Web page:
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FDA Launches Lab Test Attack

FDA Launches Lab Test Attack
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A new proposal from the FDA will compromise your ability to get the personalized medical care you need. Action Alert!

We reported a few months ago that the FDA was planning to propose a new rule to extend its power over laboratory developed tests (LDTs). That proposal was published last week, and, in line with our concerns, it represents a major attack on LDTs that we think will compromise patient health. We cannot allow the agency to regulate these critical tests out of existence. Use the forms below to post an official comment to the public docket.

This rule is the culmination of many years of effort from the FDA to extend its power over LDTs. Like previous attempts, what the FDA is trying to do is regulate LDTs like other medical devices, which means a boatload of additional regulatory requirements and, in many cases, premarket review.

This is a critical threat, as LDTs are crucial tools used in personalized medicine because labs can create custom diagnostic tests for all sorts of health conditions. LDTs are diagnostic tests developed and performed by local labs. They are important tools used by healthcare providers to diagnose and manage a wide range of conditions. They are widely used—thousands of different LDTs are available—and include genetic tests, heavy metal tests, tests for rare conditions, nutritional status tests, and hormone tests. They can be tailored to meet specific patient needs and can be used to respond rapidly to emerging threats like COVID-19. Currently, laboratories have the flexibility to adapt and modify tests based on evolving scientific knowledge and patient requirements. That could all change if this proposed rule goes through.

Over the years, the FDA has tried every trick in the book to get this done. About a decade ago, the agency issued a guidance document take control over LDTs. Congress pushed back, and eventually the FDA withdrew the guidance. During this time, Representative Michael Burgess (R-TX) said in a statement that the FDA’s regulatory approach to LDTs is “redundant, will stifle innovation, and will require additional taxpayer funding for the FDA.”

Then, last year, a legislative proposal that would have extended the FDA’s power over LDTs was snuck into to a piece of must-pass legislation but was luckily not part of the final bill.

If the FDA is successful, all LDTs will be subject to a bevy of new regulatory requirements, including quality system regulations, medical device reporting, registration, listing, and new labeling requirements—not to mention premarket notification and premarket approval that will apply to many tests.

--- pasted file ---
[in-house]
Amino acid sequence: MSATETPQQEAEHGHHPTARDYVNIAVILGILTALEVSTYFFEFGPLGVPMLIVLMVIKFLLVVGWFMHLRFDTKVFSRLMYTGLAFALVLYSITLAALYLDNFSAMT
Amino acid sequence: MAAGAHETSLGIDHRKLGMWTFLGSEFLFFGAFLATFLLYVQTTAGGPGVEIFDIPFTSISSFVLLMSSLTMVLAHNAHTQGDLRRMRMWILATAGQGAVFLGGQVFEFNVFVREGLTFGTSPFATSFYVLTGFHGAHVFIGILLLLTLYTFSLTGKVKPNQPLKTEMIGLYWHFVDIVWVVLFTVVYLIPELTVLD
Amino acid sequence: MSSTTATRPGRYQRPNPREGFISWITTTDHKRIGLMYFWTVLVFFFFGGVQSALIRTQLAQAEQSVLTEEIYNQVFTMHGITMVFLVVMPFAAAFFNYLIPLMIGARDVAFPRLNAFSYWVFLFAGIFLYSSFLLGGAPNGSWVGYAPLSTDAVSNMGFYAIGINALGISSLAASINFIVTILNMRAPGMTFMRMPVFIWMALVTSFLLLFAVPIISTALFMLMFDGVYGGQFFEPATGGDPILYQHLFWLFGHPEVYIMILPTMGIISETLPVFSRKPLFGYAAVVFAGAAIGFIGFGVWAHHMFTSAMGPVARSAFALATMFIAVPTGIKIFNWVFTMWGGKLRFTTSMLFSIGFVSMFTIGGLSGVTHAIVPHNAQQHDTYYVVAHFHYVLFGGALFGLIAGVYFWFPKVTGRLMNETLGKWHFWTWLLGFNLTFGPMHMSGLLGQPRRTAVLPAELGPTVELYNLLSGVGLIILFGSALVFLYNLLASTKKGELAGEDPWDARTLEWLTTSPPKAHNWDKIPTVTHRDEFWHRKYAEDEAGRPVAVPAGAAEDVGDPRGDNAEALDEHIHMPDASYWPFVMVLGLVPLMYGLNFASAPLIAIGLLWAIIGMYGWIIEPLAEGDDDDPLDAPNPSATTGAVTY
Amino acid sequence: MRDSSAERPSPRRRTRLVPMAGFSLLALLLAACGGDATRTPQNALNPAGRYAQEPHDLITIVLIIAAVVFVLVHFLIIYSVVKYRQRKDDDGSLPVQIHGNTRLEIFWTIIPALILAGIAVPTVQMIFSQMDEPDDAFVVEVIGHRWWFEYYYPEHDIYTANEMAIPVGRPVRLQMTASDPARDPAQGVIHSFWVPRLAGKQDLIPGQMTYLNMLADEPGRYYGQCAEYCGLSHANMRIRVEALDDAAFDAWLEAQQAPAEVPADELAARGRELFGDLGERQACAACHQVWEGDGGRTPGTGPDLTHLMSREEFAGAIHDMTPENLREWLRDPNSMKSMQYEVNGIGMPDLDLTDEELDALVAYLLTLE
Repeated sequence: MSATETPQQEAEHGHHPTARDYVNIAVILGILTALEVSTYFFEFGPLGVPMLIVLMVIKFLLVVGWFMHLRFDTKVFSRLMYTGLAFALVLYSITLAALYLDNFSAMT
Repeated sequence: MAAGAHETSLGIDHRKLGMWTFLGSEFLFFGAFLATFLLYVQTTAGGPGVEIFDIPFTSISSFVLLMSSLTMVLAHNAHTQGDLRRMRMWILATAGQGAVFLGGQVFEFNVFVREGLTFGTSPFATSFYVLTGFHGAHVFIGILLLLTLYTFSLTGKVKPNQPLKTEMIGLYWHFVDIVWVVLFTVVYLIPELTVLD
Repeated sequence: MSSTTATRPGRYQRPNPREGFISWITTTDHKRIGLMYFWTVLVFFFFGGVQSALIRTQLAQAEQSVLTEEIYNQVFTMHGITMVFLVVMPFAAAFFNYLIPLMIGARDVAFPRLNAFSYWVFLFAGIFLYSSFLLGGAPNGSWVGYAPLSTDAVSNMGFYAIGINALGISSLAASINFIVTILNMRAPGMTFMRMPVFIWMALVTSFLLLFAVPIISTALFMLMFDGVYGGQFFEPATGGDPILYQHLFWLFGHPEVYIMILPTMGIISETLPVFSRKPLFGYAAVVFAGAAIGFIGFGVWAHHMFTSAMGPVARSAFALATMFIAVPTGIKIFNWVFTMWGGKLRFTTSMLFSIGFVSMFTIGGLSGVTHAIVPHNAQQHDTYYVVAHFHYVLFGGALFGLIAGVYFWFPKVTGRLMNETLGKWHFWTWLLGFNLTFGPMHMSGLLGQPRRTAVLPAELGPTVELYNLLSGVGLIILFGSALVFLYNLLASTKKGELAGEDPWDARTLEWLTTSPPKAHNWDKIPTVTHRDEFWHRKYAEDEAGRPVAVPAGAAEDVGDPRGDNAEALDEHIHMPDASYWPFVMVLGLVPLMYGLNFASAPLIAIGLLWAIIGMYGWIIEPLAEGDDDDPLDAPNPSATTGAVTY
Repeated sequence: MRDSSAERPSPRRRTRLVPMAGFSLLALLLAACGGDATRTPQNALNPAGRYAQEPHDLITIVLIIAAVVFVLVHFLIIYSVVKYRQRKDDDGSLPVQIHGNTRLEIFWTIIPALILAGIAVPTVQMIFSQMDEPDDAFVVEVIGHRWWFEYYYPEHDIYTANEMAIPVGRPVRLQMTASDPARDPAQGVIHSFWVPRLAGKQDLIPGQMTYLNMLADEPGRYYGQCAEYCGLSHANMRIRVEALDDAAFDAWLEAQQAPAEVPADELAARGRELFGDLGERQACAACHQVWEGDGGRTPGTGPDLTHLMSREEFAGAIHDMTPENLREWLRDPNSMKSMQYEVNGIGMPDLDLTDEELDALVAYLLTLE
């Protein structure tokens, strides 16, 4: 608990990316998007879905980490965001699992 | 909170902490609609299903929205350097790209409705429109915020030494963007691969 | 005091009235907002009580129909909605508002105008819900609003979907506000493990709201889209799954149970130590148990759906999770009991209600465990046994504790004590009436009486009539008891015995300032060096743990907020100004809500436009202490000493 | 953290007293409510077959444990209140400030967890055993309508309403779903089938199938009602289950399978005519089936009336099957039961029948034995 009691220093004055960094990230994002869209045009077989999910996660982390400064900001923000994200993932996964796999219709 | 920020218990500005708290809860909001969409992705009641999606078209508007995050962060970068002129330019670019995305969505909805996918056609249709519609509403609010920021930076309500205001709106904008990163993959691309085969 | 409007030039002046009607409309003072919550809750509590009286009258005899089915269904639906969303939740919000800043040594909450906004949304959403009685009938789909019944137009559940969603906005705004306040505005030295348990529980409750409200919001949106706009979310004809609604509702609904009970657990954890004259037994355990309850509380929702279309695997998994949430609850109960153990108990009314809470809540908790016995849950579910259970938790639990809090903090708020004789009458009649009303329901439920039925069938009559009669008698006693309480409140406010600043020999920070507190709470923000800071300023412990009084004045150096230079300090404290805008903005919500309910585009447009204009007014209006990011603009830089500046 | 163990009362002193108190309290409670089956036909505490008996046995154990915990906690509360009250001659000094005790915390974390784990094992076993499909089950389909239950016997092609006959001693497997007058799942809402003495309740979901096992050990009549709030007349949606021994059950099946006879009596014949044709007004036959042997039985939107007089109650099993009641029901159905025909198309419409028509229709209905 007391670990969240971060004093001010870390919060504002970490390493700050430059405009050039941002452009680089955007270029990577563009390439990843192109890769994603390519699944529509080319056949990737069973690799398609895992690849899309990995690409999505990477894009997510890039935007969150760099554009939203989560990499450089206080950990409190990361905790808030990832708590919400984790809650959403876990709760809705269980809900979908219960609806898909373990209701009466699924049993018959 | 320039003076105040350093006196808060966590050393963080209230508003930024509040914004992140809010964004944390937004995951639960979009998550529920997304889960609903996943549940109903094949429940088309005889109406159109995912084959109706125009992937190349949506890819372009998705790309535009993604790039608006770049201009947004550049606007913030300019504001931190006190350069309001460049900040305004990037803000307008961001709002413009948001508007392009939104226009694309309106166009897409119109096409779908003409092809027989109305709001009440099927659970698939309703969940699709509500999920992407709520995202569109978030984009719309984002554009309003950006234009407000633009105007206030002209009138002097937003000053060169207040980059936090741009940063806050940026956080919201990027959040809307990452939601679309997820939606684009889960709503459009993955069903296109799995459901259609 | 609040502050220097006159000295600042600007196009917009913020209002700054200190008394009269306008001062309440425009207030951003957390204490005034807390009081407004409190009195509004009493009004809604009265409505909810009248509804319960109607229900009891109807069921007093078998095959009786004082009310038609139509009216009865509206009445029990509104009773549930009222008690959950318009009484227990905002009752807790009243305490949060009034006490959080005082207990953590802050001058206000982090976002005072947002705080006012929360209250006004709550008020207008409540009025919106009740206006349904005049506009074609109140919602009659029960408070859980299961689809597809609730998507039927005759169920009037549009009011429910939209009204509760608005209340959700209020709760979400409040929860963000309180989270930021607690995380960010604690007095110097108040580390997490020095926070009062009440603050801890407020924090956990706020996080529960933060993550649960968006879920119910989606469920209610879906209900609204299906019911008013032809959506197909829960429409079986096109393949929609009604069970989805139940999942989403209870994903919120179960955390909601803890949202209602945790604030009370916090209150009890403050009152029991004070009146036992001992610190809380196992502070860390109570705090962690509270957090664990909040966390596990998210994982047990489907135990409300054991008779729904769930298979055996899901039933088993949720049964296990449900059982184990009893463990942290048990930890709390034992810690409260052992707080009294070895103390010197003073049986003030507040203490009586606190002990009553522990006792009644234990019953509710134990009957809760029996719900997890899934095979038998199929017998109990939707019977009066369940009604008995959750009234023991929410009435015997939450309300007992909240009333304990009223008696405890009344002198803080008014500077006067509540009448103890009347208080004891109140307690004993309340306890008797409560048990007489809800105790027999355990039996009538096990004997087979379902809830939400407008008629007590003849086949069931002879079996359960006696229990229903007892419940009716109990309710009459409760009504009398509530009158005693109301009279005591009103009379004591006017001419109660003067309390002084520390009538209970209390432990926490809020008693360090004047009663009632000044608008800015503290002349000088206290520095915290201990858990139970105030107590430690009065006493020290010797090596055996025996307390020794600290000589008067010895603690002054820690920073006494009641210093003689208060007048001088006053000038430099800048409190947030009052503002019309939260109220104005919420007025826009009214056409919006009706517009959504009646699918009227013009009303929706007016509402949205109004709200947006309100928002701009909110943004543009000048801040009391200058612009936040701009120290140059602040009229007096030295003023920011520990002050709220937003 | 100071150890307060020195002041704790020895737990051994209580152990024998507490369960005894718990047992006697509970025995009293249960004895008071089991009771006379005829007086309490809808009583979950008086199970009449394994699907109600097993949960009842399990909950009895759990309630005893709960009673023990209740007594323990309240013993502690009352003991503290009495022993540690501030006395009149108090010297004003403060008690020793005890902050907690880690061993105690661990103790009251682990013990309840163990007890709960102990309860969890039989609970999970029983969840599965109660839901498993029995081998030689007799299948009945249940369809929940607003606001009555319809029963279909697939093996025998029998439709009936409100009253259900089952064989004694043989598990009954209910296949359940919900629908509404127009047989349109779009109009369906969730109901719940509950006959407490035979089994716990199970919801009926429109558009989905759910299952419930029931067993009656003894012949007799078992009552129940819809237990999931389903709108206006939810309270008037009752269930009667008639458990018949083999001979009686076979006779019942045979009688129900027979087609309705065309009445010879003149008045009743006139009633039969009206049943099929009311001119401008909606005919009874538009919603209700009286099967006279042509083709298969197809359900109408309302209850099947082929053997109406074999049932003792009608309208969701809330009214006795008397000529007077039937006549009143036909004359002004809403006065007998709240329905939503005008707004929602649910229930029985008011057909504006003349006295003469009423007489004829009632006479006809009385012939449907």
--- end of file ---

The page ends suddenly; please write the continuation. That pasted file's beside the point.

Premarket review for these tests is a big mistake. We saw this in stark relief during the COVID-19 pandemic. At the beginning of the pandemic, labs were held up from developing their own COVID tests because they needed to get emergency use authorization—in essence, pre-approval—to deploy their tests. This was a major missed opportunity; accurate testing is important, but the FDA prioritized red tape over getting people reasonably accurate means of testing for COVID that could have helped reduce transmission rates and hospitalizations at an earlier date.

The imposition of these new regulations, particularly premarket review, make it exponentially more difficult for independent labs to bring new tests to market or modify existing tests to meet emerging public health needs. In our view, this is intentional: it seems clear that the FDA wants to take over LDTs in order to maintain the monopoly enjoyed by hospitals together with two companies: LabCorp and Quest Diagnostics. Given new authorities over LDTs, the agency would likely approve only those tests that big companies have a legal right to perform and are inclined to offer, and which insurance companies and Medicare will pay for.

As we reported previously, we’ve spoken to a leading laboratory that offers many crucial tests that integrative healthcare providers rely on. Their view was that the majority of their tests would be safe from FDA scrutiny because they use standardized methodologies and are low-risk. As such, these tests would likely not have to go through premarket approval, but would need to comply with the other regulations that pertain to medical devices.

If we are able to assess our health status properly and to intervene early before serious disease manifests, we need access to a diverse range of tests offered by independent labs. We cannot let the FDA regulate these tests out of existence.

Action Alert! Post a comment to the public docket opposing the FDA’s LDT power-grab. Please send your message immediately.

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